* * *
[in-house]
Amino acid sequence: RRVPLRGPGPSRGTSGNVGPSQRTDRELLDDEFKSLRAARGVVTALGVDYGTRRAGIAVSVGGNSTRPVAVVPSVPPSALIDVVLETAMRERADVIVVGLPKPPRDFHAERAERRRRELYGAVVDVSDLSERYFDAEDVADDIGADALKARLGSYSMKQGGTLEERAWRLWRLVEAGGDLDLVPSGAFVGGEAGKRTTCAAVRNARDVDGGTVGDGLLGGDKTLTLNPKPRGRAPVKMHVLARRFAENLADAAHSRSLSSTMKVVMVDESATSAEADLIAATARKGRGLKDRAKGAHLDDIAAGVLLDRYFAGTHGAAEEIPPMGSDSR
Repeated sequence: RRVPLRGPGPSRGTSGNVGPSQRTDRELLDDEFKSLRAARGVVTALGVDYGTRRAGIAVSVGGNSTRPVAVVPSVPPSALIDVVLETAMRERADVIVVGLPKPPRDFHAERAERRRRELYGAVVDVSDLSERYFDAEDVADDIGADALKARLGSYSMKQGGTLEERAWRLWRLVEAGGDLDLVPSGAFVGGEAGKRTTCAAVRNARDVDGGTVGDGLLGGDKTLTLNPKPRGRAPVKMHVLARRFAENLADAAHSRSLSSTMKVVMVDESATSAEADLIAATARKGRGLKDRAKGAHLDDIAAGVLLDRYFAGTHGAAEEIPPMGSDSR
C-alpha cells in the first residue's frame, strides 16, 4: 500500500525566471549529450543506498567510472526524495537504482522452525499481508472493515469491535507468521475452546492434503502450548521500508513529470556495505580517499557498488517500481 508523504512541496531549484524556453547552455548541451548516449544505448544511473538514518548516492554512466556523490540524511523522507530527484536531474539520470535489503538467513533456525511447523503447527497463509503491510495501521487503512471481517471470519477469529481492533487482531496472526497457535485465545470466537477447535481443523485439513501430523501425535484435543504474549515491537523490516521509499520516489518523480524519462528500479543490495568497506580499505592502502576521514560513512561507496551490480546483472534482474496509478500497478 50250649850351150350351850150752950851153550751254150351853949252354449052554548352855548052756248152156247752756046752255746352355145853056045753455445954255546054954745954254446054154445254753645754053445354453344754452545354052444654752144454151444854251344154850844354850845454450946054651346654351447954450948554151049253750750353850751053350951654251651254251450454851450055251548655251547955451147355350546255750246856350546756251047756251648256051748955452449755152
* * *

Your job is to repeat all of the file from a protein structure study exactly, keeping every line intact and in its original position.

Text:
[in-house]
Amino acid sequence: RRVPLRGPGPSRGTSGNVGPSQRTDRELLDDEFKSLRAARGVVTALGVDYGTRRAGIAVSVGGNSTRPVAVVPSVPPSALIDVVLETAMRERADVIVVGLPKPPRDFHAERAERRRRELYGAVVDVSDLSERYFDAEDVADDIGADALKARLGSYSMKQGGTLEERAWRLWRLVEAGGDLDLVPSGAFVGGEAGKRTTCAAVRNARDVDGGTVGDGLLGGDKTLTLNPKPRGRAPVKMHVLARRFAENLADAAHSRSLSSTMKVVMVDESATSAEADLIAATARKGRGLKDRAKGAHLDDIAAGVLLDRYFAGTHGAAEEIPPMGSDSR
Repeated sequence: RRVPLRGPGPSRGTSGNVGPSQRTDRELLDDEFKSLRAARGVVTALGVDYGTRRAGIAVSVGGNSTRPVAVVPSVPPSALIDVVLETAMRERADVIVVGLPKPPRDFHAERAERRRRELYGAVVDVSDLSERYFDAEDVADDIGADALKARLGSYSMKQGGTLEERAWRLWRLVEAGGDLDLVPSGAFVGGEAGKRTTCAAVRNARDVDGGTVGDGLLGGDKTLTLNPKPRGRAPVKMHVLARRFAENLADAAHSRSLSSTMKVVMVDESATSAEADLIAATARKGRGLKDRAKGAHLDDIAAGVLLDRYFAGTHGAAEEIPPMGSDSR
C-alpha cells in the first residue's frame, strides 16, 4: 500500500525566471549529450543506498567510472526524495537504482522452525499481508472493515469491535507468521475452546492434503502450548521500508513529470556495505580517499557498488517500481 508523504512541496531549484524556453547552455548541451548516449544505448544511473538514518548516492554512466556523490540524511523522507530527484536531474539520470535489503538467513533456525511447523503447527497463509503491510495501521487503512471481517471470519477469529481492533487482531496472526497457535485465545470466537477447535481443523485439513501430523501425535484435543504474549515491537523490516521509499520516489518523480524519462528500479543490495568497506580499505592502502576521514560513512561507496551490480546483472534482474496509478500497478 50250649850351150350351850150752950851153550751254150351853949252354449052554548352855548052756248152156247752756046752255746352355145853056045753455445954255546054954745954254446054154445254753645754053445354453344754452545354052444654752144454151444854251344154850844354850845454450946054651346654351447954450948554151049253750750353850751053350951654251651254251450454851450055251548655251547955451147355350546255750246856350546756251047756251648256051748955452449755152